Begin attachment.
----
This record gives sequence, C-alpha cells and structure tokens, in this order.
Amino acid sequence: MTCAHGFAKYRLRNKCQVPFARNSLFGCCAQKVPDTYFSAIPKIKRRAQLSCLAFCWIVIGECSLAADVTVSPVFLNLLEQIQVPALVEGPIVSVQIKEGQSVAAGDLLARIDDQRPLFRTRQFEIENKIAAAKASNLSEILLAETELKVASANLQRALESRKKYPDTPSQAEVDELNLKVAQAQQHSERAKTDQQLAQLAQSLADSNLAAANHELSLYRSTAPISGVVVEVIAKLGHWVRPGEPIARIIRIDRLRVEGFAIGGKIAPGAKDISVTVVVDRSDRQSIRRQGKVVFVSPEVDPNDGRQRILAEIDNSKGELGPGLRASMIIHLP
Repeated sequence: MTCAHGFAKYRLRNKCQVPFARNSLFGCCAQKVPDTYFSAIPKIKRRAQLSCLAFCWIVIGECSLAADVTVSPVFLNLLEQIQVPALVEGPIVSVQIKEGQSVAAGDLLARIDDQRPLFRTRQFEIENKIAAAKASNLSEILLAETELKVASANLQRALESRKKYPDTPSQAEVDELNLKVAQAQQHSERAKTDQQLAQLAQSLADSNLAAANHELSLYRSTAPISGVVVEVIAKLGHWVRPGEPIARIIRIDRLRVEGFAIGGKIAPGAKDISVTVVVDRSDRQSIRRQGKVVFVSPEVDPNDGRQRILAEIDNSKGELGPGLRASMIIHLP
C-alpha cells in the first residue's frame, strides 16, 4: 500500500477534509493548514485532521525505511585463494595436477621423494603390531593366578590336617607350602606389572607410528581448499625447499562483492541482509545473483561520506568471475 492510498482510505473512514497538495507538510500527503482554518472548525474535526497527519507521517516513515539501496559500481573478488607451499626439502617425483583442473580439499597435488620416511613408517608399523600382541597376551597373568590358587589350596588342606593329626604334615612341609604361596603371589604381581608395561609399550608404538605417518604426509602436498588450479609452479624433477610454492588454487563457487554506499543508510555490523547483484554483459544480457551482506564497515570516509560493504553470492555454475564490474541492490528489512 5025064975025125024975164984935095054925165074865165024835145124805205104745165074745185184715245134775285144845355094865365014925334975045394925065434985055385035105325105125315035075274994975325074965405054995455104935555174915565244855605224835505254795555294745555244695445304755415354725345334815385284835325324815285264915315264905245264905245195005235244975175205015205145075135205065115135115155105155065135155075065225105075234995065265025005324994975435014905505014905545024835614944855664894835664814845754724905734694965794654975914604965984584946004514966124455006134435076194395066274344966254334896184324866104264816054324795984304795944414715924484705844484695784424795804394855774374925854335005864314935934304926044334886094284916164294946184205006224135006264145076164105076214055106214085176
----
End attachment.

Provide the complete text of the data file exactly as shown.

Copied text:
This record gives sequence, C-alpha cells and structure tokens, in this order.
Amino acid sequence: MTCAHGFAKYRLRNKCQVPFARNSLFGCCAQKVPDTYFSAIPKIKRRAQLSCLAFCWIVIGECSLAADVTVSPVFLNLLEQIQVPALVEGPIVSVQIKEGQSVAAGDLLARIDDQRPLFRTRQFEIENKIAAAKASNLSEILLAETELKVASANLQRALESRKKYPDTPSQAEVDELNLKVAQAQQHSERAKTDQQLAQLAQSLADSNLAAANHELSLYRSTAPISGVVVEVIAKLGHWVRPGEPIARIIRIDRLRVEGFAIGGKIAPGAKDISVTVVVDRSDRQSIRRQGKVVFVSPEVDPNDGRQRILAEIDNSKGELGPGLRASMIIHLP
Repeated sequence: MTCAHGFAKYRLRNKCQVPFARNSLFGCCAQKVPDTYFSAIPKIKRRAQLSCLAFCWIVIGECSLAADVTVSPVFLNLLEQIQVPALVEGPIVSVQIKEGQSVAAGDLLARIDDQRPLFRTRQFEIENKIAAAKASNLSEILLAETELKVASANLQRALESRKKYPDTPSQAEVDELNLKVAQAQQHSERAKTDQQLAQLAQSLADSNLAAANHELSLYRSTAPISGVVVEVIAKLGHWVRPGEPIARIIRIDRLRVEGFAIGGKIAPGAKDISVTVVVDRSDRQSIRRQGKVVFVSPEVDPNDGRQRILAEIDNSKGELGPGLRASMIIHLP
C-alpha cells in the first residue's frame, strides 16, 4: 500500500477534509493548514485532521525505511585463494595436477621423494603390531593366578590336617607350602606389572607410528581448499625447499562483492541482509545473483561520506568471475 492510498482510505473512514497538495507538510500527503482554518472548525474535526497527519507521517516513515539501496559500481573478488607451499626439502617425483583442473580439499597435488620416511613408517608399523600382541597376551597373568590358587589350596588342606593329626604334615612341609604361596603371589604381581608395561609399550608404538605417518604426509602436498588450479609452479624433477610454492588454487563457487554506499543508510555490523547483484554483459544480457551482506564497515570516509560493504553470492555454475564490474541492490528489512 5025064975025125024975164984935095054925165074865165024835145124805205104745165074745185184715245134775285144845355094865365014925334975045394925065434985055385035105325105125315035075274994975325074965405054995455104935555174915565244855605224835505254795555294745555244695445304755415354725345334815385284835325324815285264915315264905245264905245195005235244975175205015205145075135205065115135115155105155065135155075065225105075234995065265025005324994975435014905505014905545024835614944855664894835664814845754724905734694965794654975914604965984584946004514966124455006134435076194395066274344966254334896184324866104264816054324795984304795944414715924484705844484695784424795804394855774374925854335005864314935934304926044334886094284916164294946184205006224135006264145076164105076214055106214085176